WASHINGTON, D.C.—- The head of the nation’s largest pilots’ union today told a Senate committee that the airline industry is being slowly strangled by a combination of crushing taxes and security costs, plus the refusal of the Air Transportation Stabilization Board (ATSB) to provide relief mandated by Congress to help airlines in the wake of the Sept. 11 terrorist attacks.
“For airline workers, the consequences have been devastating. More than 150,000 airline and aerospace employees are now laid off and thousands more brace for lay-off as air carriers struggle to emerge from or avoid bankruptcy and aircraft purchases continue to sag,” said Capt. Duane Woerth, president of the Air Line Pilots Association, International (ALPA). Woerth was testifying at hearings by the Senate Committee on Commerce, Science, and Transportation, on the state of the airline industry.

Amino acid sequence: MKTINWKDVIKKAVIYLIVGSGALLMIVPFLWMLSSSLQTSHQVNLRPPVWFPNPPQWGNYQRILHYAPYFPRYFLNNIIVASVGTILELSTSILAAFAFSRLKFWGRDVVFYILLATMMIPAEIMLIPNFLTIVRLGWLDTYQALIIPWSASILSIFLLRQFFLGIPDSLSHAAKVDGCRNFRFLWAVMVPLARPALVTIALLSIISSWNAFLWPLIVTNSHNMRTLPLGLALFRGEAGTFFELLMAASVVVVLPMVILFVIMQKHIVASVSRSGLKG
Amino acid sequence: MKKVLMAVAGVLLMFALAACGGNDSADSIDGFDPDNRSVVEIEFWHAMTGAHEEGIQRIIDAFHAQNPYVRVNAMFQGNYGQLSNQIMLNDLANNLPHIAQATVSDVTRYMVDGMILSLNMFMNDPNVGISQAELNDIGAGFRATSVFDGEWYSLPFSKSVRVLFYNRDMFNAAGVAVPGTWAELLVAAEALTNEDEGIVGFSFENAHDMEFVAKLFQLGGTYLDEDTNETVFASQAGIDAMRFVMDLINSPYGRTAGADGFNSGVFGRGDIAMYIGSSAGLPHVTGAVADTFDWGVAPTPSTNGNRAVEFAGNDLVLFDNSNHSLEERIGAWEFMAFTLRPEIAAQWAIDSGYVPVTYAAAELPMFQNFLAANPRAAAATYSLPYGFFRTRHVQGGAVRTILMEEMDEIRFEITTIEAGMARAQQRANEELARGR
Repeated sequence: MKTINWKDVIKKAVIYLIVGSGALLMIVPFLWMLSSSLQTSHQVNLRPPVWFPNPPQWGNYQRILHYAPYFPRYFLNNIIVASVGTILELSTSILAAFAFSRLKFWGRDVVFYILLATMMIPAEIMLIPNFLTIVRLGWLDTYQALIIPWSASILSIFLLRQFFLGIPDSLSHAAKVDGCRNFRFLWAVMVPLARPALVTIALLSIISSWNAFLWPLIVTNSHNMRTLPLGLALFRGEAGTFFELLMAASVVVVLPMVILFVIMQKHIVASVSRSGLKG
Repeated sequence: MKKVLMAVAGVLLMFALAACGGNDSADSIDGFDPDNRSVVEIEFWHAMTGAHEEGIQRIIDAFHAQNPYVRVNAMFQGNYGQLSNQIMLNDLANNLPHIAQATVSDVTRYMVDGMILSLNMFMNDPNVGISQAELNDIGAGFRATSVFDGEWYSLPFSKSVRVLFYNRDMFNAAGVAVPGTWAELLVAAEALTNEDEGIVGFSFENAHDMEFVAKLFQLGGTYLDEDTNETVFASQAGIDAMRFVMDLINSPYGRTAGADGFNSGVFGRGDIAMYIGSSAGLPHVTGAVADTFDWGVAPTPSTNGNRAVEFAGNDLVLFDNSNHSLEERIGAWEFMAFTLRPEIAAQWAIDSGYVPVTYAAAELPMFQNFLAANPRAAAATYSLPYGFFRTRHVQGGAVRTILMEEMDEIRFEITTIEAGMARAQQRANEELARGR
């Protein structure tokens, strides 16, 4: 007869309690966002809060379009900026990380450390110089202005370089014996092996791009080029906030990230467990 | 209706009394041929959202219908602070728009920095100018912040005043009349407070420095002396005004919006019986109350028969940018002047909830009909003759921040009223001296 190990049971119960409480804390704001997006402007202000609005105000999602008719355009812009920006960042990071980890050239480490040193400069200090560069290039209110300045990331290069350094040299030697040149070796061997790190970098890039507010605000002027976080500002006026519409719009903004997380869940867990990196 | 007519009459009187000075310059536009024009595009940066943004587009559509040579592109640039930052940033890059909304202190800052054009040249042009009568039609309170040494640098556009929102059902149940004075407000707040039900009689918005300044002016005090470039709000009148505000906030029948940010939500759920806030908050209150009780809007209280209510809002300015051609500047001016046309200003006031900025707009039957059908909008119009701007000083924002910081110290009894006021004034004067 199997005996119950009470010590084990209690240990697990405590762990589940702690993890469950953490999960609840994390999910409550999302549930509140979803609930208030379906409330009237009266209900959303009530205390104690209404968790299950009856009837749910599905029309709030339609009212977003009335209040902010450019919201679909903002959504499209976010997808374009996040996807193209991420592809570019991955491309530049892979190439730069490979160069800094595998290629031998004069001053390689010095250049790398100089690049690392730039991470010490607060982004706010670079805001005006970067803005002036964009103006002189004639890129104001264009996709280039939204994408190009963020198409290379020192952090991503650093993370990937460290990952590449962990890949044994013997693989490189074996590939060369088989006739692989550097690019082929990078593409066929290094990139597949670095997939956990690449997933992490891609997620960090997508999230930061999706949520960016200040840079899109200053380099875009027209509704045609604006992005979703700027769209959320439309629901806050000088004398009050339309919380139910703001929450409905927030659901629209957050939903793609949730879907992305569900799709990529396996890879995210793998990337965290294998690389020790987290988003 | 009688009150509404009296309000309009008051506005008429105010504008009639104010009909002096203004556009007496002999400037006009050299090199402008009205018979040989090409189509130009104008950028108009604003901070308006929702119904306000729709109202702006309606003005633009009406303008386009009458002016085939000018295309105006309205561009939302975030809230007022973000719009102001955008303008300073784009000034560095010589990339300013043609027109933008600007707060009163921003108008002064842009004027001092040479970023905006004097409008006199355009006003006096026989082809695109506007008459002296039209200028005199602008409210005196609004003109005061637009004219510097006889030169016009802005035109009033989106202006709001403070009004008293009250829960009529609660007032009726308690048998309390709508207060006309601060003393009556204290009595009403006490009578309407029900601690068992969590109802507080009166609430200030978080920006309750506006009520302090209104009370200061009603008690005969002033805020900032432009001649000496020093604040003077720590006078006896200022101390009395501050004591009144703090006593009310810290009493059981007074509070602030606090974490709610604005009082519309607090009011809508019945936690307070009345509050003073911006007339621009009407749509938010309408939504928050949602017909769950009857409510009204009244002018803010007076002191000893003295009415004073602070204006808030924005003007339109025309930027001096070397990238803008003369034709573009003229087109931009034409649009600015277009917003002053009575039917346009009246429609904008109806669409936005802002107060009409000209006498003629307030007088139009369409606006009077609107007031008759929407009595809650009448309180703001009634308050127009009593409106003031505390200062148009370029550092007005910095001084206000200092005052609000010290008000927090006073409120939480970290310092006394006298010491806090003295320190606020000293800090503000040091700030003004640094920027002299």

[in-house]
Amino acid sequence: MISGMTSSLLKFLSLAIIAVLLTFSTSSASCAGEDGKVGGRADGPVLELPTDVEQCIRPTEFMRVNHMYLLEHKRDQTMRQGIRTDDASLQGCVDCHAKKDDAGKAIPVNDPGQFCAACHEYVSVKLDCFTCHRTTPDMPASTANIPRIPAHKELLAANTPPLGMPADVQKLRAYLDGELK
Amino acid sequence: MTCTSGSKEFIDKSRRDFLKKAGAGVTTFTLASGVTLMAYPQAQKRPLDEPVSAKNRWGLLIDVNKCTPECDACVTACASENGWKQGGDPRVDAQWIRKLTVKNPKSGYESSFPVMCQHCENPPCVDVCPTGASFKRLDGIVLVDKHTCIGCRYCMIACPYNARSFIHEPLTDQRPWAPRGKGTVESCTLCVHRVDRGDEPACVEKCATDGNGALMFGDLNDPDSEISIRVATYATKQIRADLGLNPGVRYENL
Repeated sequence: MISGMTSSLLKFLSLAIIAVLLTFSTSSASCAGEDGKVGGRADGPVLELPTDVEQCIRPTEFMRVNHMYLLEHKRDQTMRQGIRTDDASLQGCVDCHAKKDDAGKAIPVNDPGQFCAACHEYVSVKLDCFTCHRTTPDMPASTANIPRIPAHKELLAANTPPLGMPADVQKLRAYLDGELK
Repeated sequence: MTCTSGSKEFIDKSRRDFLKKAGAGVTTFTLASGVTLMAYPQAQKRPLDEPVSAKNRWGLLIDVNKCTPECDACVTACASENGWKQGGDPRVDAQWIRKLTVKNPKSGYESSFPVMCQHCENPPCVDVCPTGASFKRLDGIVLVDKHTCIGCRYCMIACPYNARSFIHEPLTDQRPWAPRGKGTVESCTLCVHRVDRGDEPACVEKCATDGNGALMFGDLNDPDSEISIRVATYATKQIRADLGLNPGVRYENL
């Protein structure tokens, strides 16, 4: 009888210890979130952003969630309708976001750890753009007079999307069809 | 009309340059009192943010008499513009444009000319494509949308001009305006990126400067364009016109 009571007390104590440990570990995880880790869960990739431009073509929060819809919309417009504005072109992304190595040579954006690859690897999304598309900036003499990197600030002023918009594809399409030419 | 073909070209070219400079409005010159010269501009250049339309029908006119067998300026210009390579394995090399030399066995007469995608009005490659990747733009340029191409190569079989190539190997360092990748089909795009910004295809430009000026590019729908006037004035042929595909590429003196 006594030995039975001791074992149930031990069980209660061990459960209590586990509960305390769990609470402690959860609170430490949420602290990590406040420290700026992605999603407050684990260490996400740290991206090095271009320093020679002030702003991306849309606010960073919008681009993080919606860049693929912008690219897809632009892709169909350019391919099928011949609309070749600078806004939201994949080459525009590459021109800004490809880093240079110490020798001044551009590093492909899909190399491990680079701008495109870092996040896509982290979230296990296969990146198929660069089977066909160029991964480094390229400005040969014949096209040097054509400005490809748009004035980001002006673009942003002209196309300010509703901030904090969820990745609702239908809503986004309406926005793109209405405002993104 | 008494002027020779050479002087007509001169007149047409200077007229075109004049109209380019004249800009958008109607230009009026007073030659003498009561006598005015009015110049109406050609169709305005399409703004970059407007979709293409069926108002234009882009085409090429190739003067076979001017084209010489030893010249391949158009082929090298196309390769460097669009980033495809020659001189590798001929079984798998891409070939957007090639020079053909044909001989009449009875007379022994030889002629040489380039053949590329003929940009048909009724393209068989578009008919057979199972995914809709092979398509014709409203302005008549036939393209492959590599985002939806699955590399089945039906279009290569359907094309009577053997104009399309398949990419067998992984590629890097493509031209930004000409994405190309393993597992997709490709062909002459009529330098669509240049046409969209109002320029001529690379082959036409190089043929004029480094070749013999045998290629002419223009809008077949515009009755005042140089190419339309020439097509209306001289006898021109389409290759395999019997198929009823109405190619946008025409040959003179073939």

With the industry losing $6.2 billion in 2001, an estimated $7.4 billion in 2002, and a facing a projected loss of $3-$4 billion in 2003, Woerth said that Congress needs to correct the failure of the ATSB to provide mandated loan guarantees to airlines, ease taxes on airline tickets (which eat up 25.6 percent of a $200 fare) and relieve airlines of $4 billion in mandated but unfunded security costs.
“Our pilots are ready and willing to work together with management and the government to solve the problems of the airline industry. This is not a time to impart blame. Labor-bashing, as we have seen within certain elements of the airline industry, won’t turn this industry around,” Woerth said.
ALPA represents 66,000 airline pilots at 42 airlines in the U.S. and Canada. Read the entire ALPA submission at http://www.alpa.org.